When one organization, or part thereof, contracts another to develop a product, it is only natural that the contract issuing party will want to be kept informed about the progress of work. Afterall, they not only want to see their money put to good use, but need to plan their own business based on the state of the development. As the contracted party you could compile sophisticated reports painting a picture of good progress. These reports, however, might or might not be worth the paper (or email) they are conveyed on.
Observing your typical orginazation you’ll find that the view of the state of a project becomes skewed, intentionally or not, by being reported up the chain. Managers higher up in the hierarchy, or customers for that matter, oftentimes learn about problems only when it is too late for them to act. The best they could do is take the blame and hope that people closer to the project will fix things.
Doesn’t sound like the type of manager or customer you know? You’re probably right. But can you honestly blame them? As long as information is hidden from them, they are left empty handed with no means to take corrective action. The term Watermelon Reporting
[6] has been coined by Marc Löffler to describe reports showing projects as green on the outside, while they are red with a coulple of sprinkled black spots on the inside. Such reports could be compiled intentionally, out of fear of repurcussions, or unintentionally by omitting details that are perceived as irrelevant. If however, the current version of the acutal product is being used as the measure of progress, there is no intentional or unintentional skewing of the status.
Be aware that this can scare the living daylight out of people who are used to hide behind such reports or processes. Transparency can be brutal.


Constant pace

Agile processes promote sustainable development. The sponsors, developers, and users should be able to maintain a constant pace indefinitely.

Wait, what? “Sponsors, developers, and users” are mentioned in the same sentence and are as one referring to constant pace? Well, in contrast to the traditional customer vs. vendor roles relation, in agile we believe in and foster close cooperation between business people and developers. Sponsors channel their demands in an agreed upon way to the Developers, who is converting them into product features on which users provide feedback. In order to achieve constant pace, there must be a constant stream of information flowing from business (new features, respectively more details on product features to be improved) to development, to users and all the way back to the sponsors. The inability of the three to work in sync, severly impedes the continuing development of the product. Think what would happen, if no new requirements were communicated to the development team, for example.

But there’s another reason to aim for constant pace. When it comes to predicting delivery dates and scopes, we typically rely on previous experiences and project based on these when work will be completed. Apart from a steady flow of information, there are a lot of factors that contribute to variations in pace. Some can be controlled directly, e.g. (re-)assigment of team members, steady flow of information. Others can be influenced, e.g. people leaving the company due to unhealthy working atmosphere, or excessive crunch time. Then there are a few that simply are beyond our control, e.g. team members falling sick. If we have a steady base for a reference, our predictions will be pretty reliable. If, however, our reference is all over the place, the variation will transfer to our prediction. Of course, we could fall back to statistical tools like calculating the average, but when was the last time you communicated the statistical error of your prediction along with a delivery date?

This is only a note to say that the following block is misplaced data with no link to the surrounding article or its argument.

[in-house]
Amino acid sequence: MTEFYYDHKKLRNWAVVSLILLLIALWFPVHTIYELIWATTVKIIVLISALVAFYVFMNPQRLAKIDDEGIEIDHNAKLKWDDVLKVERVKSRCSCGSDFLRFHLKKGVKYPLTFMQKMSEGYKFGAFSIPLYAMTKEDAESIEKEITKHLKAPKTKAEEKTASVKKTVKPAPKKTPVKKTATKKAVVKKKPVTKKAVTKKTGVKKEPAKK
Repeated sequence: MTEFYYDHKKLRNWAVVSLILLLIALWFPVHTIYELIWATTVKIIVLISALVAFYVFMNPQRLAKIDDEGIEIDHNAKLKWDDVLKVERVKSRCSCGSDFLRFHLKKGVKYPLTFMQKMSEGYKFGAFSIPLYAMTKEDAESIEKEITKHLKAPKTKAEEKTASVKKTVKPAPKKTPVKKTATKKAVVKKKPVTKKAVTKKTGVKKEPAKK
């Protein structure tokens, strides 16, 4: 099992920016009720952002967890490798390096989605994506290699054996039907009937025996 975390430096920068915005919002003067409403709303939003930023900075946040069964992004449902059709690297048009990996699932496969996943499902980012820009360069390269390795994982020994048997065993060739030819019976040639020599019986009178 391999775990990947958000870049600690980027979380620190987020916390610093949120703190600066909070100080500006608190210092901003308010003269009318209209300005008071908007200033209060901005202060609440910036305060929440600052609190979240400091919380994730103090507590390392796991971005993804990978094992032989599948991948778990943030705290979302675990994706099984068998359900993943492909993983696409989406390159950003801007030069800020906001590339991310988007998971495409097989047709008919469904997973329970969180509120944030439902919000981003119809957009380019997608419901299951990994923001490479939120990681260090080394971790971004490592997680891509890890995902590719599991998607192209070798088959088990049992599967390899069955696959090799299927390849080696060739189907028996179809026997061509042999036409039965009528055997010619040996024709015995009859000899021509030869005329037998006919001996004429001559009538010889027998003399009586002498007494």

Quality is a mindset

Continuous attention to technical excellence and good design enhances agility.

Coming from the traditional definition of quality as the absence of bugs or flaws, you might be wondering what technical excellence and good design have to do with quality? While the absence of bugs is a given, a high quality product is so much more.

Imagine you start working on a new product. You have a vision of what your product will be. This vision is the basis of your initial design. Along the way you learn from the feedback you are getting that some of the initial assumptions were not spot on and need to be adapted.

This most likely means that you also need to adapt the product you have built so far. As long as you paid attention to good design and executed development with technical excellence, this should not be too complicated. If however, the features you added to your product so far were just patched onto each other, you will most likely have a hard time separating the parts you want to drop from those you want to keep.
Another side effect of good design is testability. Testability here refers to automated testing. Having a suite of automated tests which covers the relevant aspects of your product provides you with the confidence needed to even make the most extensive changes to your product, because you can rely on the tests to tell you if the parts you wanted to keep are still working as intended.